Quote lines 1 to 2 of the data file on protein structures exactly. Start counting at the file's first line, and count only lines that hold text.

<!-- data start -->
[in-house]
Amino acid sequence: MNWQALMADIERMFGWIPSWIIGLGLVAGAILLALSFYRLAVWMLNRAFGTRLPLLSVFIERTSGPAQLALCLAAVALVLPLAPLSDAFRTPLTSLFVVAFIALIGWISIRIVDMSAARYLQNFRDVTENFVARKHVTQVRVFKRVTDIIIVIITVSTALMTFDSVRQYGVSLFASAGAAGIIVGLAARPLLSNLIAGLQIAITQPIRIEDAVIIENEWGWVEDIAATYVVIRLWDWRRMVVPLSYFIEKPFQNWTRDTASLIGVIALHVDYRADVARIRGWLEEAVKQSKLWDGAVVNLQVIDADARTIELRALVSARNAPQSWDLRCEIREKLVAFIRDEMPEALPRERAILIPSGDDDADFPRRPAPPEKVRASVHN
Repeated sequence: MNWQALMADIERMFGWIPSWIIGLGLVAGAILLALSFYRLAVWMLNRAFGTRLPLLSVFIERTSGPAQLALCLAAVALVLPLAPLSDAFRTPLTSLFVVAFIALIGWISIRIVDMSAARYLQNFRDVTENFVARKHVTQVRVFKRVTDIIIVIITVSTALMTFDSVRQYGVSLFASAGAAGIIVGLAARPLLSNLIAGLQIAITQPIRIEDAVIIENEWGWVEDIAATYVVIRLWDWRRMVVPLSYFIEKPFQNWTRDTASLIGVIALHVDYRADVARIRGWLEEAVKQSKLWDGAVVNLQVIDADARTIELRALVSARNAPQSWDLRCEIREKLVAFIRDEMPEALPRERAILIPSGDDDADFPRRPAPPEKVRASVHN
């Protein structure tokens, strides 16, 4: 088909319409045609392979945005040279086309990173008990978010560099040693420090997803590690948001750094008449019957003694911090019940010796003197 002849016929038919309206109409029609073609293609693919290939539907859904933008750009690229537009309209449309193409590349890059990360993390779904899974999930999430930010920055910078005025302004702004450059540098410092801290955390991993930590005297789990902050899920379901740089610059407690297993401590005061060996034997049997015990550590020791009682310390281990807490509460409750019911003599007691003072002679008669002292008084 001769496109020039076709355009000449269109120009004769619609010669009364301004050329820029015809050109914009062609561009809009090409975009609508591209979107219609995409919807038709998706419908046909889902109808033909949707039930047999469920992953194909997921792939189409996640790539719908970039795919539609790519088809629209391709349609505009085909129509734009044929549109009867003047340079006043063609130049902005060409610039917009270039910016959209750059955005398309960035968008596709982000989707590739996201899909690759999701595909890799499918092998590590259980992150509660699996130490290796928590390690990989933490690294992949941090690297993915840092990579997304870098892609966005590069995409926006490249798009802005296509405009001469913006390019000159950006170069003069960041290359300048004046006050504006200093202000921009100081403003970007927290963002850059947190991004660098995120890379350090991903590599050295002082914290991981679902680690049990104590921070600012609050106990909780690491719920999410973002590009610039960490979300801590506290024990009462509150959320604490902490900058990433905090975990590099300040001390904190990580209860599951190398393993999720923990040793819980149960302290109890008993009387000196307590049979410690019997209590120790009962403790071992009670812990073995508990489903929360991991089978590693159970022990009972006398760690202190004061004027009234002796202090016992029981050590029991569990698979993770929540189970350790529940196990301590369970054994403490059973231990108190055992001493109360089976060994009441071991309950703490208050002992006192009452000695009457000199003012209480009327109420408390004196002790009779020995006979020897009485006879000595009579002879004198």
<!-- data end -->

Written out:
[in-house]
Amino acid sequence: MNWQALMADIERMFGWIPSWIIGLGLVAGAILLALSFYRLAVWMLNRAFGTRLPLLSVFIERTSGPAQLALCLAAVALVLPLAPLSDAFRTPLTSLFVVAFIALIGWISIRIVDMSAARYLQNFRDVTENFVARKHVTQVRVFKRVTDIIIVIITVSTALMTFDSVRQYGVSLFASAGAAGIIVGLAARPLLSNLIAGLQIAITQPIRIEDAVIIENEWGWVEDIAATYVVIRLWDWRRMVVPLSYFIEKPFQNWTRDTASLIGVIALHVDYRADVARIRGWLEEAVKQSKLWDGAVVNLQVIDADARTIELRALVSARNAPQSWDLRCEIREKLVAFIRDEMPEALPRERAILIPSGDDDADFPRRPAPPEKVRASVHN